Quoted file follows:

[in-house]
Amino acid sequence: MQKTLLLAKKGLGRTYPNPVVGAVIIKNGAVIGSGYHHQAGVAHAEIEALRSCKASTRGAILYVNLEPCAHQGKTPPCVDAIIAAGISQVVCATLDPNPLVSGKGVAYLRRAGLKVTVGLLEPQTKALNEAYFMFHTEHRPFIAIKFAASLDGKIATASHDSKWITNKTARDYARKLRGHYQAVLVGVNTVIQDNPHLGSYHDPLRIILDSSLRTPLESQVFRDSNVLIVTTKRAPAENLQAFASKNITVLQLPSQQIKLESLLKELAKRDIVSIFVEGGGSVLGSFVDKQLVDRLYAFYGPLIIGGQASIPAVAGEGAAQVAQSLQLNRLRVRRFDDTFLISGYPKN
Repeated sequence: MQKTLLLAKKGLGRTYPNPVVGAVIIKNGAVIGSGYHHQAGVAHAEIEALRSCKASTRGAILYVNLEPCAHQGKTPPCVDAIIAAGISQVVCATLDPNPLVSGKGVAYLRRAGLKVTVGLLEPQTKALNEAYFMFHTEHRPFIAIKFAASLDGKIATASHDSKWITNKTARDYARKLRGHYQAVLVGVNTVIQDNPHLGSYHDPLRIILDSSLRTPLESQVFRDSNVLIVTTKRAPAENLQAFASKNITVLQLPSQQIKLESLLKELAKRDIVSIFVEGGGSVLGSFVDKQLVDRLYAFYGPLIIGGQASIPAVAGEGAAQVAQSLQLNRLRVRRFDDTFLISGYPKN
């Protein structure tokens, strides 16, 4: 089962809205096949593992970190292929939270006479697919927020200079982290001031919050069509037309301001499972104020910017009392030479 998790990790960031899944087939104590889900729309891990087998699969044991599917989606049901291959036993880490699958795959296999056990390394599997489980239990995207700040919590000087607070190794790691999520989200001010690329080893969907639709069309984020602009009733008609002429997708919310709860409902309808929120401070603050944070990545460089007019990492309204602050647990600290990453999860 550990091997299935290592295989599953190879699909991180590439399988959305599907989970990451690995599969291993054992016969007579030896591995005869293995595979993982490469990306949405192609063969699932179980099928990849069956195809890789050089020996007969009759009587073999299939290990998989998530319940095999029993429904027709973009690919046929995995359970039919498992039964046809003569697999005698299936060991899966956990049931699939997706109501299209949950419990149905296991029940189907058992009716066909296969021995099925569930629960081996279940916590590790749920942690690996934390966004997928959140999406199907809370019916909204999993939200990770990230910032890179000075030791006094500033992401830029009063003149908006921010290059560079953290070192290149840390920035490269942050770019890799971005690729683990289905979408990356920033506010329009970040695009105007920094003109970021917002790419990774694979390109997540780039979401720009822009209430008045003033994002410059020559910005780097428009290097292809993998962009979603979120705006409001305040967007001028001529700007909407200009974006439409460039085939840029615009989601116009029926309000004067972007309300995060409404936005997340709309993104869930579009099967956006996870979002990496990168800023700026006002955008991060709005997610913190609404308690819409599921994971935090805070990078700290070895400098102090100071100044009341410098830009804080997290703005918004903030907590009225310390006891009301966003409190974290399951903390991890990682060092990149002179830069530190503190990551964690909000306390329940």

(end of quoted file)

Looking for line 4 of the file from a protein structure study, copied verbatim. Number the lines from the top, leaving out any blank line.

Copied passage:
């Protein structure tokens, strides 16, 4: 089962809205096949593992970190292929939270006479697919927020200079982290001031919050069509037309301001499972104020910017009392030479 998790990790960031899944087939104590889900729309891990087998699969044991599917989606049901291959036993880490699958795959296999056990390394599997489980239990995207700040919590000087607070190794790691999520989200001010690329080893969907639709069309984020602009009733008609002429997708919310709860409902309808929120401070603050944070990545460089007019990492309204602050647990600290990453999860 550990091997299935290592295989599953190879699909991180590439399988959305599907989970990451690995599969291993054992016969007579030896591995005869293995595979993982490469990306949405192609063969699932179980099928990849069956195809890789050089020996007969009759009587073999299939290990998989998530319940095999029993429904027709973009690919046929995995359970039919498992039964046809003569697999005698299936060991899966956990049931699939997706109501299209949950419990149905296991029940189907058992009716066909296969021995099925569930629960081996279940916590590790749920942690690996934390966004997928959140999406199907809370019916909204999993939200990770990230910032890179000075030791006094500033992401830029009063003149908006921010290059560079953290070192290149840390920035490269942050770019890799971005690729683990289905979408990356920033506010329009970040695009105007920094003109970021917002790419990774694979390109997540780039979401720009822009209430008045003033994002410059020559910005780097428009290097292809993998962009979603979120705006409001305040967007001028001529700007909407200009974006439409460039085939840029615009989601116009029926309000004067972007309300995060409404936005997340709309993104869930579009099967956006996870979002990496990168800023700026006002955008991060709005997610913190609404308690819409599921994971935090805070990078700290070895400098102090100071100044009341410098830009804080997290703005918004903030907590009225310390006891009301966003409190974290399951903390991890990682060092990149002179830069530190503190990551964690909000306390329940």